The proof that the document is not a real Decretal of Gelasius or any other Pope is almost as decisive, if not quite so startling. In the first place v. Dobschütz makes it clear (p. 213) that the shorter form I-III implies the longer form,2 and therefore is derived from it. Further, the short form III-V, which was supposed to contain the genuine decree of Gelasius, turns out to be a recension of the whole work, in which the phrases which refer back to I and II have been carefully suppressed or altered (p. 214). This recension appears to |471 have been made in Gaul in the seventh century (p. 399) : that known as Hormisdas, containing II-V, is a Spanish recension, but the Spaniard Isidor used chap. I, in fact he is the earliest witness to the work. Had it been an official decree of Gelasius it would have been known and used by Dionysius Exiguus and Cassiodorus.

Thus these famous Lists represent no Papal ordinance, but are the production of an anonymous scholar of the sixth century. He must have been a fairly well-read man for that time and shews a good acquaintance with the writings of St Jerome, but v. Dobschütz does not believe that he had read, or even seen, most of. the 'Apocryphal' books which he condemns (pp. 333-334). For various reasons the work can hardly have been compiled in Africa or Spain, and Gaul is on the whole unlikely : 'es bleibt für den Ursprung des Dokuments nur Italien übrig' (p. 350). Certainly the description of the last book in the N. T. as Iudae Zelotis apostoli epistula una makes for N. Italy or Gaul, the only evidence for the apostle Judas Zelotes coming from those regions. In Matt. x 3, in the place of Thaddaeus, Judas Zelotes is found in a b g h q gatcorr mm, and the Mosaics of the great Baptistery at Ravenna (fifth century).3 So far as I know there is no evidence for this name from Africa, Spain, or the British Isles.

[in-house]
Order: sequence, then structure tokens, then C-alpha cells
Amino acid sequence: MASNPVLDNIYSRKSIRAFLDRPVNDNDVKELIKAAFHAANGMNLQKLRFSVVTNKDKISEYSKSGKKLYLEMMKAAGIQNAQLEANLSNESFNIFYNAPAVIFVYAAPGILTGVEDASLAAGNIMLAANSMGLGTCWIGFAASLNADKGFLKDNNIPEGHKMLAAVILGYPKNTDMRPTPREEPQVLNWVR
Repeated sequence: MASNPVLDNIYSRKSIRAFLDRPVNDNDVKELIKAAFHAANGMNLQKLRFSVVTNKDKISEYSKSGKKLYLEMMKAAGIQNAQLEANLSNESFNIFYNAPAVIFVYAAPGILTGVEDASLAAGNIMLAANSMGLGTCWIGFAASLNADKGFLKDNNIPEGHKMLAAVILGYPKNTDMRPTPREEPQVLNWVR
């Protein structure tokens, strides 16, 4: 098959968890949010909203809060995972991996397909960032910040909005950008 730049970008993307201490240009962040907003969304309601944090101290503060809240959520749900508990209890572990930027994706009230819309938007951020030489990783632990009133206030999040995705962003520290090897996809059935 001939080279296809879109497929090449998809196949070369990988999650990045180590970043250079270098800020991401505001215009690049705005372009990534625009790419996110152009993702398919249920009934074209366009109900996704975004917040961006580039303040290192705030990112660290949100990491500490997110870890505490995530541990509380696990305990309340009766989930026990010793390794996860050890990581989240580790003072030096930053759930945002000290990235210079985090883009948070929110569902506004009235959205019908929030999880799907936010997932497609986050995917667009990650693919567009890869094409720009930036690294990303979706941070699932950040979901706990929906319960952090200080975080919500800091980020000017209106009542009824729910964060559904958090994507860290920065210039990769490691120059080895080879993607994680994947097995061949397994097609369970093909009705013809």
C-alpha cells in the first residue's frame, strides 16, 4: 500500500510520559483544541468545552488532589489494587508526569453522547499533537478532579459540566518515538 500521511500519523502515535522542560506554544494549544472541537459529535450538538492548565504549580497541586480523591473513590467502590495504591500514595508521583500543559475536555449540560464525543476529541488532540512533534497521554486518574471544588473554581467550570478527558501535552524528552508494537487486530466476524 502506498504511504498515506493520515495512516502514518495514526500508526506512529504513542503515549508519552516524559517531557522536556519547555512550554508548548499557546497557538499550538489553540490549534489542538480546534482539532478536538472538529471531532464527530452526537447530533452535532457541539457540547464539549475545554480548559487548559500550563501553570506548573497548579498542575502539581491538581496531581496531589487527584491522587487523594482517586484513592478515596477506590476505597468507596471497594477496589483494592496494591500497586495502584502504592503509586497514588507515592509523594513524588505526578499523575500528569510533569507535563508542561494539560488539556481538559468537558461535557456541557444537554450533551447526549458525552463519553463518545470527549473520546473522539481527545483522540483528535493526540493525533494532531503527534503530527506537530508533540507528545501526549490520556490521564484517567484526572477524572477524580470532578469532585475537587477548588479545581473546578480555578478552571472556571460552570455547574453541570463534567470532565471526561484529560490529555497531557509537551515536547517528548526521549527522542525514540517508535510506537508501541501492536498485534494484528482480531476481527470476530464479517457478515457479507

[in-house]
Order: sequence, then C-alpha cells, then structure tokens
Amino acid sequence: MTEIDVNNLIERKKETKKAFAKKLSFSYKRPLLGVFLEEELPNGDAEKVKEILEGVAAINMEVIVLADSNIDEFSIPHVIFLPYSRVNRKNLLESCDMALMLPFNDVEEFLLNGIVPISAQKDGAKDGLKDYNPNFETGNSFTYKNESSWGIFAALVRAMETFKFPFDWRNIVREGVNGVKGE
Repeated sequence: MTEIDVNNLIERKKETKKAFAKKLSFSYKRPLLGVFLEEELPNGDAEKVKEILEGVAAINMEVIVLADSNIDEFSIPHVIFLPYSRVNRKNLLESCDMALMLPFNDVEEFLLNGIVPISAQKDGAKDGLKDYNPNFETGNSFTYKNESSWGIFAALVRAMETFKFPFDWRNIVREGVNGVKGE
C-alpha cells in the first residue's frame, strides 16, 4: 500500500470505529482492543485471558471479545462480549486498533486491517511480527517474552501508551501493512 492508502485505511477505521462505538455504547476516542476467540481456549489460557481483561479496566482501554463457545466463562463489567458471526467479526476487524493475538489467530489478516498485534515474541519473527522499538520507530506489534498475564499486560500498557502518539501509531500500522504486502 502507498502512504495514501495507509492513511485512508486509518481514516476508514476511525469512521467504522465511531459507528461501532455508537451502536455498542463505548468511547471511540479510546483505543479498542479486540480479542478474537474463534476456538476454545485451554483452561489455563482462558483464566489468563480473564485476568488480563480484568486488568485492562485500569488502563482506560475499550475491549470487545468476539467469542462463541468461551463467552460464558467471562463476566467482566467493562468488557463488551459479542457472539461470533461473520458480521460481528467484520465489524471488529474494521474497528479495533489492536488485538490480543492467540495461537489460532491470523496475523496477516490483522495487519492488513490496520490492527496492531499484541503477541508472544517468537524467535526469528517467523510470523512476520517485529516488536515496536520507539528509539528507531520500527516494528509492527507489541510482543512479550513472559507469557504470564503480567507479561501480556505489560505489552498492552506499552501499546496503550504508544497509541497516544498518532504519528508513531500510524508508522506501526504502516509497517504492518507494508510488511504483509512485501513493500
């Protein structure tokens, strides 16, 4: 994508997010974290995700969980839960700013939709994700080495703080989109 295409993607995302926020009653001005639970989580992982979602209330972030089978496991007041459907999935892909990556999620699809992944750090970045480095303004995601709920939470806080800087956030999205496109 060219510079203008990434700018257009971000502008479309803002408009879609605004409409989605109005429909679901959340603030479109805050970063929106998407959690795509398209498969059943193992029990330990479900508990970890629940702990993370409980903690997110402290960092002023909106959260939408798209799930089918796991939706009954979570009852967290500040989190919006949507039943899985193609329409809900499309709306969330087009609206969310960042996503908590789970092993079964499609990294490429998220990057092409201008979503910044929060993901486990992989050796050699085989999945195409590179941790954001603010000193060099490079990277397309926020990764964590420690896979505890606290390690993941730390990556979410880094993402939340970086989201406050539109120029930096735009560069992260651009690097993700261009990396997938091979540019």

A word should be said in conclusion upon the amazing mass of detail collected by Prof. v. Dobschütz and the clearness with which he has presented it. He has used eighty-six manuscripts, besides six (class D') which contain the text in a second recension. To make this vast quantity of material intelligible he has first printed the full original text with only the real variants of the 'Gelasian' recension at the foot of the page. This leaves room for a clear indication of Biblical references and for the incipits and explicits of the several recensions. After this he repeats the text line for line with full apparatus, excluding only the spelling of the Proper Names, which are given separately in alphabetical order. Praise is often bestowed on our German fellow-workers for industry and fault found with their style, but very few Frenchmen or Englishmen would have marshalled the vast and unwieldy army of authorities so skilfully as is done in this book. It is a work that should be studied by all editors of much-copied texts.


[Footnotes have been renumbered and placed at the end]

1. 1 The passage is printed J. T. S. 1 556 f, ll. 23-27 : v. Dobschütz, p. 245 f.

2. 2 Chap. II, title, post haec quid uitare debeat implies a list of rejected Books, such as chap. V.

3. 1 A relic of this confusion no doubt survives in the coupling together of St Simon and St Jude for purposes of commemoration.